Nuclear Submarine Joins Search for Missing Malaysian Plane

Full transcript of exchanges between pilots of Flight MH370 and ground control, released by Malaysia, reveals nothing unusual.

British Royal Navy survey vessel HMS Echo, also searching for the missing passenger jet.
British Royal Navy survey vessel HMS Echo, also searching for the missing passenger jet. Reuters

A British nuclear submarine is set to join the search in the Indian Ocean for the missing Malaysian flight MH370 it was reported Wednesday.

The submarine, HMS Tireless, is in the southern Indian Ocean and will join up with the British navy survey vessel HMS Echo, News Ltd reported.

Both ships carry advanced underwater search capabilities and will hunt for the electronic ping emitted by the plane's black box.

Malaysia's Transport Minister Hishammuddin Hussein delivered the news via Twitter, saying the British Defense Secretary Philip Hammond had ordered the submarine to join the search.

Malaysian Prime Minister Najib Razak is to arrive in Perth Wednesday to personally thank air crews from seven nations who have been engaged in the search for almost two weeks.

The crews fly for up to 12 hours a day, three hours to reach the search zone 1,800 kilometers west of Perth, search in grid patterns for four hours and then return to Pearce air base near Perth.

Malaysia has released the complete text of the pilot and co-pilots conversations with the Kuala Lumpur tower before the communications were mysteriously cut off and the plane veered off course to head south into the Indian Ocean.

The 43 transmissions over 54 minutes contain regular air-traffic and navigational jargon and give no hint of trouble aboard the plane. The final entry is one of the pilots saying "good night, Malaysian three-seven-zero."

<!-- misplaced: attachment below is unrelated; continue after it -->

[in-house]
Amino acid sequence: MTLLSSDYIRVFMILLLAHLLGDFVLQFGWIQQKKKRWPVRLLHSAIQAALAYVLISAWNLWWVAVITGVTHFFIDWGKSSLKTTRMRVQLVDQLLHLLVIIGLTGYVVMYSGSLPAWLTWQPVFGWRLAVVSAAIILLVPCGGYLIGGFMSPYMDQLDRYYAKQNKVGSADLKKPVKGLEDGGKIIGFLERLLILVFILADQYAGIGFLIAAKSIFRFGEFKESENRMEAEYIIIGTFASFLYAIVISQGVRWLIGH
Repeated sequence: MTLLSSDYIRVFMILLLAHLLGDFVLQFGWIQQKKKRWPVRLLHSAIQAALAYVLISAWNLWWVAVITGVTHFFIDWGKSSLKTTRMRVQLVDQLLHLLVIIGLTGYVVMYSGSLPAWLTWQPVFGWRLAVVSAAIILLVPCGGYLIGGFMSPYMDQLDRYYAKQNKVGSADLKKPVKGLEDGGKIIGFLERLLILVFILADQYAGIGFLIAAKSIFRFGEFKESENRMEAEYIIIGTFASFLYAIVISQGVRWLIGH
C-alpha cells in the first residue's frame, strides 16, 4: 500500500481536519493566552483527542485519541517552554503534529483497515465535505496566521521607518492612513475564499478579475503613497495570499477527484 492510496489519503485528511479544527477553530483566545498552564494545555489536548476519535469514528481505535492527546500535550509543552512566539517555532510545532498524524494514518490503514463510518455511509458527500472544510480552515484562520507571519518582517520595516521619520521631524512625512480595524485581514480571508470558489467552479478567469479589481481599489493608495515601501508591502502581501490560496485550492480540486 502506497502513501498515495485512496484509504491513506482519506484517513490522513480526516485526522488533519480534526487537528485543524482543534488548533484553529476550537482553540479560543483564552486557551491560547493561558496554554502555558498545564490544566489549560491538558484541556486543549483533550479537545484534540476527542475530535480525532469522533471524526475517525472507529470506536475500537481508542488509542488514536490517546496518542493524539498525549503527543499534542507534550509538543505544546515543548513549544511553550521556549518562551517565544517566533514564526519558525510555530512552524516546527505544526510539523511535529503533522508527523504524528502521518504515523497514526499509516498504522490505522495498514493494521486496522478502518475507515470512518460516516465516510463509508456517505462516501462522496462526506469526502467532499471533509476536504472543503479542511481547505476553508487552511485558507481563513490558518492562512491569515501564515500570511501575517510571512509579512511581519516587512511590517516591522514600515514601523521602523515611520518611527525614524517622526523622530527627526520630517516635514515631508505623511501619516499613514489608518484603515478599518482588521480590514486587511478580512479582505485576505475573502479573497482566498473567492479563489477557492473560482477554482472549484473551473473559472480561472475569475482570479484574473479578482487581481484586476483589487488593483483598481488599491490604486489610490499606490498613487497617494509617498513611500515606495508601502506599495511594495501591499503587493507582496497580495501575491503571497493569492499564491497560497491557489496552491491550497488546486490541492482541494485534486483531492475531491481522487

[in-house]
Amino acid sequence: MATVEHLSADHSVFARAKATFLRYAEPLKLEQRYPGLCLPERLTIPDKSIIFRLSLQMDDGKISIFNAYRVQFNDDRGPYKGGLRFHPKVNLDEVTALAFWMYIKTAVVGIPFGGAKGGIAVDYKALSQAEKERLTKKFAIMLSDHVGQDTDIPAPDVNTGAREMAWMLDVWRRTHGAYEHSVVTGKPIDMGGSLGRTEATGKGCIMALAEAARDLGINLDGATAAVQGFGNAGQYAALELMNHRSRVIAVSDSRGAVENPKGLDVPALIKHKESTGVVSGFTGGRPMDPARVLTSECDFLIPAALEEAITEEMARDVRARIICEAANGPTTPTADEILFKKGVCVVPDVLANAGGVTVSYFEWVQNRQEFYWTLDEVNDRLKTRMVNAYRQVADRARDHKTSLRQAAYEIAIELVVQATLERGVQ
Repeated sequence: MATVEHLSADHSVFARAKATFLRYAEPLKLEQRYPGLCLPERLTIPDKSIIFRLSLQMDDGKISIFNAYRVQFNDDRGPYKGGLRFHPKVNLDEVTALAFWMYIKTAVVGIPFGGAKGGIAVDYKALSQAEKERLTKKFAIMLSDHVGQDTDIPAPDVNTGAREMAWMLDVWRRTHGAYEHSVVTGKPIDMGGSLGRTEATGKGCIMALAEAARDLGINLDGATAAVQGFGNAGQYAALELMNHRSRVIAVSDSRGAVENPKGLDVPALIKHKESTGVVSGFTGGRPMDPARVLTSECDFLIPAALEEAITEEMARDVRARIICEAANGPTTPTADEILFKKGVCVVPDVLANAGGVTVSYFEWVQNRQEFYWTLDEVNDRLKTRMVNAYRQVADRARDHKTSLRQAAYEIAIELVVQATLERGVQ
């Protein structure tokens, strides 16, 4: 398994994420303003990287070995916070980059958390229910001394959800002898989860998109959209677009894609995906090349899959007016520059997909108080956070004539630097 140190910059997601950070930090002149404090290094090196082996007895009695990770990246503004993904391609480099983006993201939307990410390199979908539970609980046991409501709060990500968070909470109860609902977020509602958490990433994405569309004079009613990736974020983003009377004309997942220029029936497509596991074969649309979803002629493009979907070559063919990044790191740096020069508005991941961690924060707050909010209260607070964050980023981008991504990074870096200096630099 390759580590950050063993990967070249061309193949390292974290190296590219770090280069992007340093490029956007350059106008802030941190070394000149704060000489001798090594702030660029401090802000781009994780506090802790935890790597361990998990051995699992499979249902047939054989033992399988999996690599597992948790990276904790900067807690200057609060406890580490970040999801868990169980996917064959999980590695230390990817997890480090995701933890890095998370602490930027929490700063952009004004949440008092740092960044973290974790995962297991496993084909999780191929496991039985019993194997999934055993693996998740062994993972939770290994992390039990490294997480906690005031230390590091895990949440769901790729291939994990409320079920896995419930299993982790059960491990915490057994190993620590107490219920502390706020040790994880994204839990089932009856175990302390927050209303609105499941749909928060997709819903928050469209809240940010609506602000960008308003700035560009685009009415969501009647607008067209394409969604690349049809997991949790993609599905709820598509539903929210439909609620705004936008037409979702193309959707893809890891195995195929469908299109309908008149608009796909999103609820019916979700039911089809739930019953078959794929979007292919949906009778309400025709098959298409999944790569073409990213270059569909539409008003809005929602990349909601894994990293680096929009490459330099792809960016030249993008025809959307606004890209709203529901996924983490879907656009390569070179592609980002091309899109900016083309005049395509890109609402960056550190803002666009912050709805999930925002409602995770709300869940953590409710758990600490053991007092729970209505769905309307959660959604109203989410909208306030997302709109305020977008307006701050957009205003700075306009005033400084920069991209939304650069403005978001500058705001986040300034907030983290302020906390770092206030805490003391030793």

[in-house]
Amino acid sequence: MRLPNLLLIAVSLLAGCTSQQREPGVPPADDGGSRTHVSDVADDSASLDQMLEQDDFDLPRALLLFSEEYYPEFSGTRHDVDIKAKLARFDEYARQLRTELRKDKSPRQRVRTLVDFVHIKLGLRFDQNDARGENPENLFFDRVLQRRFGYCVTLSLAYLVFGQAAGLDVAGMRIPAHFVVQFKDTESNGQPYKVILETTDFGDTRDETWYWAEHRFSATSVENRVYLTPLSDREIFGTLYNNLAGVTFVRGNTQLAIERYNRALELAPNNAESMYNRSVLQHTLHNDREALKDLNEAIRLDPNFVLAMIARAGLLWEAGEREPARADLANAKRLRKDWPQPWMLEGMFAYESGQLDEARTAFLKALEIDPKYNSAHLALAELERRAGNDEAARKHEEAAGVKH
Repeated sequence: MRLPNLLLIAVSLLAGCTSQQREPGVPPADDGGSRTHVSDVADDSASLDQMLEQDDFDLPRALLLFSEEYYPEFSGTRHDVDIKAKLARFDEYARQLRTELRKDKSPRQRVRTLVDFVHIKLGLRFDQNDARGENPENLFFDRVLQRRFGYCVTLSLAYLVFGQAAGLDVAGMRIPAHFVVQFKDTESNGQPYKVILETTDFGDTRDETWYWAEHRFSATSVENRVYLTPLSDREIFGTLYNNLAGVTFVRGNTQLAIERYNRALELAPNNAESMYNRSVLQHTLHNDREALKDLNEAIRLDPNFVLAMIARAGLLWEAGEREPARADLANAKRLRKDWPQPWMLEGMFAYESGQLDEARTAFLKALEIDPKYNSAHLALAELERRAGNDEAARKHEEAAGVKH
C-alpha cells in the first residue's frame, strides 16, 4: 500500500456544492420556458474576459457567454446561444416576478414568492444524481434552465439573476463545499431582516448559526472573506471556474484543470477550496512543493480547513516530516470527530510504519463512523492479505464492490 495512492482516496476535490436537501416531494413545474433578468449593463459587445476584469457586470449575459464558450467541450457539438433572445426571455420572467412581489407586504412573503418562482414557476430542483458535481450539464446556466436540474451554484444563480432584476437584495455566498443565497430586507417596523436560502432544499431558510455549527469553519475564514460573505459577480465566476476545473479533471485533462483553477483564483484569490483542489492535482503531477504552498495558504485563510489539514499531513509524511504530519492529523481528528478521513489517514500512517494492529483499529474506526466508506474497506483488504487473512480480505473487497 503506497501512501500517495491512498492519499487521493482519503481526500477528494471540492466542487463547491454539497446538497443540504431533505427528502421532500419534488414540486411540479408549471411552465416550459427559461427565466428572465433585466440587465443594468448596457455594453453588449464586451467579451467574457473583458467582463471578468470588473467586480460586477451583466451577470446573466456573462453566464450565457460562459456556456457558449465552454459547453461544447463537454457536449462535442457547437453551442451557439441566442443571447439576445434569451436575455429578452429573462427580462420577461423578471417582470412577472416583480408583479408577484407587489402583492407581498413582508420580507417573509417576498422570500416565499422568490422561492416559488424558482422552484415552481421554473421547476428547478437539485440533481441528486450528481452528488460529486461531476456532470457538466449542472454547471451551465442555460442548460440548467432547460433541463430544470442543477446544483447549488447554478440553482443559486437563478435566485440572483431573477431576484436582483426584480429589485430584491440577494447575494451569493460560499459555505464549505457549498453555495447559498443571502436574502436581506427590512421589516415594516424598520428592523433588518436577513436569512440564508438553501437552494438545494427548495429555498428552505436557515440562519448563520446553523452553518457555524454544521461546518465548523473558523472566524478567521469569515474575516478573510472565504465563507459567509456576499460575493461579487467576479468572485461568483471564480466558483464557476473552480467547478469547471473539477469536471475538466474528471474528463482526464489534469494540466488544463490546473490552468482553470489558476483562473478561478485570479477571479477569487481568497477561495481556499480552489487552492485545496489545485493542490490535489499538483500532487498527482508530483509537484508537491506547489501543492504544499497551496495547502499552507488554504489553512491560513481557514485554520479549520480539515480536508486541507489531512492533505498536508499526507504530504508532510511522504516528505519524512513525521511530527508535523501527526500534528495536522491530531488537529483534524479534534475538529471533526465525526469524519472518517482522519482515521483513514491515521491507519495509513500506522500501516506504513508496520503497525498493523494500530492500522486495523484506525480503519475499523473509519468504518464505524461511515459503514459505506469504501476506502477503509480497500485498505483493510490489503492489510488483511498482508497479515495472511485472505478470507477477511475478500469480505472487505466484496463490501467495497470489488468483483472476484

That contradicts an earlier account of the last words given by Malaysian authorities as "all right, good night," which was considered unusually casual, and caused speculation something was wrong in the cockpit.

But the full transcript reveals nothing unusual in the cockpit conversation, adding to the mystery of what could have caused the sudden ending of communications and the drastic change of course.

The race against time to find the plane's black box is tightening as the battery is expected to expire around April 7. An Australian navy ship equipped with a special US Navy signal detector is due to arrive in the search area on April 4.

It tows the detector at just 5 kilometers per hour and has a detection range of 1.6 kilometers, so it will need to have a small search zone if it is to have any hope of picking up a signal.

The search could drag on for a long time, the retired Australian air force chief leading the operations said Tuesday.

"The search and rescue operation is probably the most challenging I have ever seen," said Angus Houston said at a press briefing in Perth.

Houston promised that Australia would conduct "with much vigour" the operation to locate the missing Beijing-bound Malaysia Airlines flight MH370, carrying 239 people, that disappeared on March 8 after taking off from Kuala Lumpur International Airport.

"Inevitably, if we don't find wreckage on the surface, we are eventually going to have to - in consultation with everybody who has a stake in this - review what we do next," he added.

The current search area is the size of Ireland.